Posted by: Marie | June 6, 2009

(82) An end to therapy – Part 2 of 3

Post #82
[Private journal entry written on Tuesday, October 28, 2008 – continued from previous post]

It is about this point in our conversation that I knew my counseling sessions with Mark were at an end. My belief system, my truth, will never be valid in his mind. He will never respect my choice to believe as I believe. He again promised to keep his beliefs out of our counseling, but I know he cannot. He will always push me to return to my Christian roots. He confuses my pondering out loud about God with my granting him permission to evangelize.

Going White by Martin Chen

Going White by Martin Chen

He believes that my negative experiences come as a result of my not living a “righteous” life – that they will not change until I embrace the “Christian” version of God and denounce Satan.  He believes that my beliefs are “cancerous” to my soul and that it is his responsibility to point out the error of my ways.  With that operational model, he is not able to counsel me effectively – and he is violating the boundary I put in place with our scripted “boundaries” conversation.

I assured him, again, that I agreed with him that my top priority is to heal my relationship with God – but that is a journey that I cannot take with him. That seemed to upset him – it feels like he really wants to help me with that journey.  He promised that he would keep his beliefs out of future sessions.  However, based on past experience . . . I know that, instead of working within the context of my belief structure, he will “preach” for much of the session in an attempt to change my belief structure.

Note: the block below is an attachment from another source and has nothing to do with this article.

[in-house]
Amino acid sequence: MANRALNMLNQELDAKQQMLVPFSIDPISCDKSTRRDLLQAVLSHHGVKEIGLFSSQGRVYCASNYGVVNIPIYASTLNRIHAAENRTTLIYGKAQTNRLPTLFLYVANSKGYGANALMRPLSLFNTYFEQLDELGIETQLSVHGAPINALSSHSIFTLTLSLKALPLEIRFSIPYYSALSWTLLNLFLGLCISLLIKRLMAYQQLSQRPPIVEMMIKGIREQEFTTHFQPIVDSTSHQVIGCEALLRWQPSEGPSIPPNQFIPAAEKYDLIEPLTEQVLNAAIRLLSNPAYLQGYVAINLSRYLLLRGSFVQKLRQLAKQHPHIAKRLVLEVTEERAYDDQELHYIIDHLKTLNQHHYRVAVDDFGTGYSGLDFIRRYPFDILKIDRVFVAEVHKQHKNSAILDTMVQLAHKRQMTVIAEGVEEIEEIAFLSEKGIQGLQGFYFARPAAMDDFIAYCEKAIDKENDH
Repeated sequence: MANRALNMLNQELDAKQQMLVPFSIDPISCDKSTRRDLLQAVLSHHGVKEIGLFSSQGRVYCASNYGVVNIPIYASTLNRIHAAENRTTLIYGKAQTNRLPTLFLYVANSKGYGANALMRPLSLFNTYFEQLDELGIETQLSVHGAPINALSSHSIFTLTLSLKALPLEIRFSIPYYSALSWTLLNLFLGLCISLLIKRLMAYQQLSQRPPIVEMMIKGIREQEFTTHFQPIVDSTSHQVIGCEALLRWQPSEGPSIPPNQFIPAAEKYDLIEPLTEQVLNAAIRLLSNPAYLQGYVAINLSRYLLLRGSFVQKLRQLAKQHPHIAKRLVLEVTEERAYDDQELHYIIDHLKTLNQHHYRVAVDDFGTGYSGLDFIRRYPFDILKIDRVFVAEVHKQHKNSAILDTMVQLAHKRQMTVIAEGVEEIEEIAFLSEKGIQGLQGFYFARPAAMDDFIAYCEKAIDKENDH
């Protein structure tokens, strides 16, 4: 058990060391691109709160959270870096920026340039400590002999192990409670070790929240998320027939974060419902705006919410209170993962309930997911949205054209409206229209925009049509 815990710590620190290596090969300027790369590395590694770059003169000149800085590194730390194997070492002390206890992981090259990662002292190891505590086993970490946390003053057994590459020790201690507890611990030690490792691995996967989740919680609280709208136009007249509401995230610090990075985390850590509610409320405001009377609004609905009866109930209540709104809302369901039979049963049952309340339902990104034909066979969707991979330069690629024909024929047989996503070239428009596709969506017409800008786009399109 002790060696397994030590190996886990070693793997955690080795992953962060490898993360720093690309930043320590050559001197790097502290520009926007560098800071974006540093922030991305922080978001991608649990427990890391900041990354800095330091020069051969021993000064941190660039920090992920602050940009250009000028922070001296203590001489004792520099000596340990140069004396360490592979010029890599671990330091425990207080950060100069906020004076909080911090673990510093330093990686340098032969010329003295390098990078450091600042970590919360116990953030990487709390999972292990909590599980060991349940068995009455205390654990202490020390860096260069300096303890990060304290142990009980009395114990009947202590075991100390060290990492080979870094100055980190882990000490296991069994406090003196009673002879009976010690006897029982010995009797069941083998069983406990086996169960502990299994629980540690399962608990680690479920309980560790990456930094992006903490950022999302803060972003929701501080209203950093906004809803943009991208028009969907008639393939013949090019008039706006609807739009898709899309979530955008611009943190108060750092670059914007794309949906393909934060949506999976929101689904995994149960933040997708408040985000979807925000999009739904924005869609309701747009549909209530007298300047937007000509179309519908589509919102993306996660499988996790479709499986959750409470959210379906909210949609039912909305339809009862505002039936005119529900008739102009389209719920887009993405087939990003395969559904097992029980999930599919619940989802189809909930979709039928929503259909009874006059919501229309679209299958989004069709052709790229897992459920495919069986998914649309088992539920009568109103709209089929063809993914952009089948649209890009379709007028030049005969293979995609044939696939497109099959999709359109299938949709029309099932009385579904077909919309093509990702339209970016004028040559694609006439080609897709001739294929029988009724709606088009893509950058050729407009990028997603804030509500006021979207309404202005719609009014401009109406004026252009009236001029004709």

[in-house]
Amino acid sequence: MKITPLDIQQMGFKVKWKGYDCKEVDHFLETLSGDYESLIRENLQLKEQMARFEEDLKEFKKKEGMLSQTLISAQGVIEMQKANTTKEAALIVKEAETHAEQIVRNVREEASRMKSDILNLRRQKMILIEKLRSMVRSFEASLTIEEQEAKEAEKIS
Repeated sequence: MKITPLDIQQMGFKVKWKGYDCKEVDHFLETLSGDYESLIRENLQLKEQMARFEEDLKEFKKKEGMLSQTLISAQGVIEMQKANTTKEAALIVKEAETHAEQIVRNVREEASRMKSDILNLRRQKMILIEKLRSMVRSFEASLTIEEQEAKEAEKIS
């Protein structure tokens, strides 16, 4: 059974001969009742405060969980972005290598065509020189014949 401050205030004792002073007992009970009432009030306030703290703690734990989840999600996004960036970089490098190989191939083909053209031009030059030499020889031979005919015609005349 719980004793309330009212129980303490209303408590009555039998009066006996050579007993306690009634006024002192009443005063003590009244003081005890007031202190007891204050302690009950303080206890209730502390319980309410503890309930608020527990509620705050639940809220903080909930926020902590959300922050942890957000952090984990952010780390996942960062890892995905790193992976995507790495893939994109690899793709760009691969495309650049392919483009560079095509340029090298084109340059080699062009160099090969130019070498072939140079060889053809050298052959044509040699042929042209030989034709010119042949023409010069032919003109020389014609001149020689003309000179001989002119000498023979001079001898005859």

Case in point . . . he “preached” to me for at least an hour today – it was outside the session time for which I was paying, so I didn’t take steps to stop it.  I am proud of myself – I really listened.  I really focused on pulling out anything that could be useful to me (because it is possible I can learn something valuable from a Christian sermon) – I didn’t state my beliefs, I didn’t argue, I didn’t get defensive – I just listened.

I knew it was likely the last time I would spend significant time with him, so it seemed the least I could do.  I wanted him to feel he had a real opportunity to share his faith with me – that he had done his best to lead me to Christ so he could be “off the hook”.  I also recognize that there is no value in stating my beliefs – it only causes his sermon to get longer and his preaching more passionate.

His heart is in the right place – I fully understand where he is coming from . . . he is very afraid for my soul, for my salvation . . . he really, really cares about me.  It seems to me he doesn’t believe any soul-level healing can occur unless my beliefs align with what he believes.  I know he is trying to do the right thing.  But, that is his battle, not mine.  I have to do what is right for me – if I involve a therapist again, he or she needs to have a belief system that is more in alignment with mine.